WEEE Ireland Annual Report results 2020
June 16, 2021
A surge in lockdown spring cleaning saw a record amount of electrical waste collected by the country’s largest recycling scheme in 2020, despite Covid and travel restrictions.
However, WEEE Ireland has warned that the rise in reusing and repairing of electrical goods must be counted towards Ireland’s recycling targets if we are serious about developing a circular economy.
WEEE Ireland was one of the best performing recycling schemes in Europe in 2020, with 38,724 tonnes of waste electrical items – including 120,000 fridges and 200,000 TVs and monitors recovered.
The equivalent of over 46 million used AA portable batteries were also prevented from ending up in landfill, its annual report revealed.
A new record of 10.93kg of e-waste was recycled per head of population last year by the scheme.
WEEE Ireland accounts for over two thirds of all national waste electrical and electronics collection activity on behalf of 1,189 producer members.
The scheme achieved the biggest monthly takeback volume in its 16-year history in July when the first lockdown was lifted with a record 3,763 tonnes of electrical waste collected for recycling.
However, with electrical consumption rising on a yearly basis, its CEO has called on legislators to recognise the role that unreported activities such as repair are increasingly playing alongside recycling in the circular economy.
“As a nation we are consuming more electrical goods than ever – with the annual tonnage on the market rising from 15kg a head in 2016 to 21kg a head last year,” said WEEE Ireland CEO Leo Donovan.
“This rise makes meeting the annual EU WEEE Directive target even harder, despite achieving record recycling levels, as it equates to the percentage of goods sold.
“WEEE Ireland has been a huge educator in the areas of reuse and repair, alongside the electrical producers, partnering with new initiatives like Repair My Stuff.ie and My Waste.ie.
“It is time to realistically measure the amount of goods that are kept in circulation, rather than basing targets solely on end-of-life recycling, and also legislate for longer-life technologies such as photovoltaic panels and EV batteries.
“We have to recognise that significant volumes of WEEE are not being handed over to the schemes but going to export, metal scrap and other flows.”
Almost 19 million pieces of e-waste were recovered in 2020.
Spring cleaning during lockdown saw significant rises in the amount of easily hoarded small electrical appliances (22%) and small IT equipment (13%) recycled by households.
Ireland’s performance in 2020 is made more impressive when lockdown restrictions in the construction industry – which led to a 25% drop in waste fluorescent lighting and lamps entering recycling – are taken into account.
In 2020, the equivalent of 225,182 tonnes of CO2 emissions were avoided by recycling e-waste through the WEEE Ireland Scheme as opposed to landfilling. That is the equivalent of the annual carbon consumption of 4,504 hectares of trees
The country’s largest electrical and battery recycling scheme also exceeded the EU’s 45% target for waste portable batteries in 2020 by 2% – with 932 tonnes collected, a 5% increase on 2019.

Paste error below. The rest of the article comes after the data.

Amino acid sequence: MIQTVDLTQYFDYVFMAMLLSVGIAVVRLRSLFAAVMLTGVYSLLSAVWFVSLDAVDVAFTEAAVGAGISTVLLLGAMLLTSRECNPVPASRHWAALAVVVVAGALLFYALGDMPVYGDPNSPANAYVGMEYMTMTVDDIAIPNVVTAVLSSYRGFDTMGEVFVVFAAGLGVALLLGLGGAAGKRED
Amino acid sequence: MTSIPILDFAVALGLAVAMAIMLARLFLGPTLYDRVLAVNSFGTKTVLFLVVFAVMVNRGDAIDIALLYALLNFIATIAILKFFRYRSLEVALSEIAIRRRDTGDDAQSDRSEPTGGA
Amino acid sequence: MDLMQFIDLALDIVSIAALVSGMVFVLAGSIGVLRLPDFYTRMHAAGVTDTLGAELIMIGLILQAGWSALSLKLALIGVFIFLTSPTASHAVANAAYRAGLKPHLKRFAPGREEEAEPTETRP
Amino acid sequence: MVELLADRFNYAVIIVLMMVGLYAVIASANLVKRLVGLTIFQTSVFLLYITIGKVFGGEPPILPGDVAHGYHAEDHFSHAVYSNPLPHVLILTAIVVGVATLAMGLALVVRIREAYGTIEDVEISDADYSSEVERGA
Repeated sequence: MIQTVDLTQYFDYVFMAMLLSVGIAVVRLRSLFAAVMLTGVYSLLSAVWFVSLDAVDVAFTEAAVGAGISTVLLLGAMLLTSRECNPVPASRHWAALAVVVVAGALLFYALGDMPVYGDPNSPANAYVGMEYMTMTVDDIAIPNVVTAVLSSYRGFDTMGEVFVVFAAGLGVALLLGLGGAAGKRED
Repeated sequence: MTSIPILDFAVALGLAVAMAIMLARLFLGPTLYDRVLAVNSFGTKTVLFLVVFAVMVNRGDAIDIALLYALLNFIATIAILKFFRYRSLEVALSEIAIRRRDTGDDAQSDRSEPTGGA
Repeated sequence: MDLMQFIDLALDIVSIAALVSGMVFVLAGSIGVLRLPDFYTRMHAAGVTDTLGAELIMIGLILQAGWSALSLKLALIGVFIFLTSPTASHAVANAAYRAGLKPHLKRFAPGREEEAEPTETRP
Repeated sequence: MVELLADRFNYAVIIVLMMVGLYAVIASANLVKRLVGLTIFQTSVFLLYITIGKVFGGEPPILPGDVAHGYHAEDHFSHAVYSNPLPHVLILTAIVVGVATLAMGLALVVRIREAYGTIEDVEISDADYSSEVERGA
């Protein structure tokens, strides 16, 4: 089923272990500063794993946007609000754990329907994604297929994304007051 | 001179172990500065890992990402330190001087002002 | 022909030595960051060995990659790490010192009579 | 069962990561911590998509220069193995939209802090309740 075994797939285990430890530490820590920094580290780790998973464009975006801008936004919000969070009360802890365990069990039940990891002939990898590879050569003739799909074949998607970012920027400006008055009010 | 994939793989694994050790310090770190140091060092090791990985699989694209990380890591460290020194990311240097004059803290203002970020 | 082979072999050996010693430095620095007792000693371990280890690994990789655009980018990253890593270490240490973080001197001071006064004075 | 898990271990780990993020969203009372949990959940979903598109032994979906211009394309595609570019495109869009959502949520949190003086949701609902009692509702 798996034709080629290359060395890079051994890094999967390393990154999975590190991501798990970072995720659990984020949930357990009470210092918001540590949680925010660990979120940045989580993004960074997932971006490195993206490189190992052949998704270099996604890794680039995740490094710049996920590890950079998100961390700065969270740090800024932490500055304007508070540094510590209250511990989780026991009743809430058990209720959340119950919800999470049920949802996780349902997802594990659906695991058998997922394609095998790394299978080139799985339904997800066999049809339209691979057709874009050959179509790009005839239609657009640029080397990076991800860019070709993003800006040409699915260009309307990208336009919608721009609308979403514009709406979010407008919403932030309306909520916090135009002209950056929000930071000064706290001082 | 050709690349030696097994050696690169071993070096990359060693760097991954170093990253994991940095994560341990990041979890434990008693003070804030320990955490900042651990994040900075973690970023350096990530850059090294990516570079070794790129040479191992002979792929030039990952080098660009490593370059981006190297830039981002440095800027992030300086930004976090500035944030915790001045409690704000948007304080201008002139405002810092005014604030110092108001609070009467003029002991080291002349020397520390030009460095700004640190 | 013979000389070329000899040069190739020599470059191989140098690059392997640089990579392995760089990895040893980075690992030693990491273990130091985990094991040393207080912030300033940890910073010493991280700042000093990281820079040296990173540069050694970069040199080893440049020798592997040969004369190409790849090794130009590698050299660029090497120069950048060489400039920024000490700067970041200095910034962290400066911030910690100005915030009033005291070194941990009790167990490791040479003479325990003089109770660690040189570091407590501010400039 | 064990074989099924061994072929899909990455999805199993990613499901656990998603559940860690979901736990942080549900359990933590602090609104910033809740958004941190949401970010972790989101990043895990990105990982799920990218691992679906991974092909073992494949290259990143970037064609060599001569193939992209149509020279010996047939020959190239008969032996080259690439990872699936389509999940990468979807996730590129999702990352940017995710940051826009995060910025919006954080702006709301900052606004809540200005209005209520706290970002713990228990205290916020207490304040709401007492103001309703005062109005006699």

“Retail collections were higher than previous years despite the challenges of lockdown, including store opening restrictions and the absence of home installations which will always see old machines collected for recycling,” said Mr Donovan.
56% of electrical waste was collected from retailer sites – up 310 tonnes on the previous year, and the sixth year of increases.
As the nation heeded calls from WEEE Ireland to recycle as restrictions lifted, collection volumes from local authority sites significantly increased by over 1,000 tonnes to 11,736 tonnes in 2020 – 30% of the total volume collected.
“Despite people not being able to travel distances to their local centre for a significant part of 2020 and WEEEE Ireland only able to hold eight public events compared to 50 the previous year, we still succeeded in breaking previous records,” said Mr Donovan.
“84% of all material that we collect is recovered for use again in manufacturing through both indigenous operators and specialist processors in Europe, meaning our recycling efforts have a significant impact on the environment.”
Link to WEEE Ireland Annual Report 2020:/weee-annual-environmental-report-2020/
Bernice Burnside, email@example.com, 087 233 7366
Available for interview: Leo Donovan, CEO, WEEE Ireland.
Please contact Bernice Burnside to arrange.
Captioned pics and graphics enclosed: https://we.tl/t-PocaIoLQTN
WEEE Ireland CEO Leo Donovan is warning that the rise in repairing, reuse and second-hand export of electrical goods must be counted towards Ireland’s recycling targets if we are serious about developing a circular economy, after a record year for the country’s largest recycling scheme.
About WEEE Ireland
WEEE Ireland (Waste, Electrical and Electronic Equipment) is a not-for-profit organisation, founded by Producers of electrical and electronic appliances to help them comply with the legal obligations imposed by the EU Battery Directive 2006/66/EC and WEEE Directive 2012/19/EU.
WEEE Ireland manages the collection of household e-waste, lighting and solar PV equipment and batteries from authorised collection points for recycling, on behalf of over 1,100 producer members.
WEEE Ireland’s objective is to provide cost effective quality compliance for producers to meet the requirements of the regulations whilst minimising the cost to the consumer.
WEEE Ireland supports indigenous recycling facilities with WEEELABEX (European quality recycling standards) certified recycling partnerships.
There are a number of recycling operators certified to the WEEELABEX standard on the Island of Ireland: KMK Metals Recycling Tullamore, Irish Lamp Recycling Athy, ENVA Toomebridge fridge recycling in Northern Ireland and Wistek in Cork.